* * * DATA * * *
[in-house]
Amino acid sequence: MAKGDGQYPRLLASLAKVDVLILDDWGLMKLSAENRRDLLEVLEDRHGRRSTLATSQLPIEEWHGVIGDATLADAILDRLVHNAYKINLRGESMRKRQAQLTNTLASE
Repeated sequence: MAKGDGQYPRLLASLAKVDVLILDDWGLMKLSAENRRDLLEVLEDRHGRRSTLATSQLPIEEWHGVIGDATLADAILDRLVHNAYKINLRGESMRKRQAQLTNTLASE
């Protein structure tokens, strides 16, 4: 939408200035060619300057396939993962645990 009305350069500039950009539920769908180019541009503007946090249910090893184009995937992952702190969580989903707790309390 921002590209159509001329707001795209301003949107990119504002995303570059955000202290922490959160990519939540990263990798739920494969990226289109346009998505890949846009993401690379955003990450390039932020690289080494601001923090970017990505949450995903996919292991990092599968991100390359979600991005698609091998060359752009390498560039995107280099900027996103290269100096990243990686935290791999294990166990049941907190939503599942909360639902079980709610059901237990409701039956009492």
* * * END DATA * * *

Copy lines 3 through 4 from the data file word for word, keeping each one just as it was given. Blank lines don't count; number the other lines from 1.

Repeated sequence: MAKGDGQYPRLLASLAKVDVLILDDWGLMKLSAENRRDLLEVLEDRHGRRSTLATSQLPIEEWHGVIGDATLADAILDRLVHNAYKINLRGESMRKRQAQLTNTLASE
């Protein structure tokens, strides 16, 4: 939408200035060619300057396939993962645990 009305350069500039950009539920769908180019541009503007946090249910090893184009995937992952702190969580989903707790309390 921002590209159509001329707001795209301003949107990119504002995303570059955000202290922490959160990519939540990263990798739920494969990226289109346009998505890949846009993401690379955003990450390039932020690289080494601001923090970017990505949450995903996919292991990092599968991100390359979600991005698609091998060359752009390498560039995107280099900027996103290269100096990243990686935290791999294990166990049941907190939503599942909360639902079980709610059901237990409701039956009492």